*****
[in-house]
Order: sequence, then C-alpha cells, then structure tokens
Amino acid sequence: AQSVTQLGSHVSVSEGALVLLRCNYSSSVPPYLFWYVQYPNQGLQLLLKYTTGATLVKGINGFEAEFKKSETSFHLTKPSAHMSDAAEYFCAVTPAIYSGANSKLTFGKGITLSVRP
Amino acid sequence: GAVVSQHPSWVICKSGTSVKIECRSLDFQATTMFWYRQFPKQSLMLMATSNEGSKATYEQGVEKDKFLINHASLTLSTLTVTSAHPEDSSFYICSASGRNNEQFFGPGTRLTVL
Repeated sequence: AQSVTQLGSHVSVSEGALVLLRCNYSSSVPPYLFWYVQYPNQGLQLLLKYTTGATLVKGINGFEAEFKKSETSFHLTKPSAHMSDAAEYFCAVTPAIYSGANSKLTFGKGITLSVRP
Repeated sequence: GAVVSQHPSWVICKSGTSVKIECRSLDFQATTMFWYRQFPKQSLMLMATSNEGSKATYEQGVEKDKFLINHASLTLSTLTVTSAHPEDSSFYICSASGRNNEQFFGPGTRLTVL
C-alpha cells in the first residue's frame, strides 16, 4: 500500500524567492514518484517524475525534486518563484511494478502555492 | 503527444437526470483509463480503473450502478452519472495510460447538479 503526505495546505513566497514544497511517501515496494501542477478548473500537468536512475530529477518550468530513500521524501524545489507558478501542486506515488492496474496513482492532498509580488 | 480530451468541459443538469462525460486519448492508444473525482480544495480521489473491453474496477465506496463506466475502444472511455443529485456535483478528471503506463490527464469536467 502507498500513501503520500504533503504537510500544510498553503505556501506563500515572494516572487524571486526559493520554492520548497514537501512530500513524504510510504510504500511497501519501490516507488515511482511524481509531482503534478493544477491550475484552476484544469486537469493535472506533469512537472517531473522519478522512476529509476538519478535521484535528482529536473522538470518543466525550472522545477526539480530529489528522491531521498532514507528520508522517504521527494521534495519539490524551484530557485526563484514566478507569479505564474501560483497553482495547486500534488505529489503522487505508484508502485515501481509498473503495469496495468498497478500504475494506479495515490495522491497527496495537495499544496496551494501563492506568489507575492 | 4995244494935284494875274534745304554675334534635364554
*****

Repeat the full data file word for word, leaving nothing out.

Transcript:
[in-house]
Order: sequence, then C-alpha cells, then structure tokens
Amino acid sequence: AQSVTQLGSHVSVSEGALVLLRCNYSSSVPPYLFWYVQYPNQGLQLLLKYTTGATLVKGINGFEAEFKKSETSFHLTKPSAHMSDAAEYFCAVTPAIYSGANSKLTFGKGITLSVRP
Amino acid sequence: GAVVSQHPSWVICKSGTSVKIECRSLDFQATTMFWYRQFPKQSLMLMATSNEGSKATYEQGVEKDKFLINHASLTLSTLTVTSAHPEDSSFYICSASGRNNEQFFGPGTRLTVL
Repeated sequence: AQSVTQLGSHVSVSEGALVLLRCNYSSSVPPYLFWYVQYPNQGLQLLLKYTTGATLVKGINGFEAEFKKSETSFHLTKPSAHMSDAAEYFCAVTPAIYSGANSKLTFGKGITLSVRP
Repeated sequence: GAVVSQHPSWVICKSGTSVKIECRSLDFQATTMFWYRQFPKQSLMLMATSNEGSKATYEQGVEKDKFLINHASLTLSTLTVTSAHPEDSSFYICSASGRNNEQFFGPGTRLTVL
C-alpha cells in the first residue's frame, strides 16, 4: 500500500524567492514518484517524475525534486518563484511494478502555492 | 503527444437526470483509463480503473450502478452519472495510460447538479 503526505495546505513566497514544497511517501515496494501542477478548473500537468536512475530529477518550468530513500521524501524545489507558478501542486506515488492496474496513482492532498509580488 | 480530451468541459443538469462525460486519448492508444473525482480544495480521489473491453474496477465506496463506466475502444472511455443529485456535483478528471503506463490527464469536467 502507498500513501503520500504533503504537510500544510498553503505556501506563500515572494516572487524571486526559493520554492520548497514537501512530500513524504510510504510504500511497501519501490516507488515511482511524481509531482503534478493544477491550475484552476484544469486537469493535472506533469512537472517531473522519478522512476529509476538519478535521484535528482529536473522538470518543466525550472522545477526539480530529489528522491531521498532514507528520508522517504521527494521534495519539490524551484530557485526563484514566478507569479505564474501560483497553482495547486500534488505529489503522487505508484508502485515501481509498473503495469496495468498497478500504475494506479495515490495522491497527496495537495499544496496551494501563492506568489507575492 | 4995244494935284494875274534745304554675334534635364554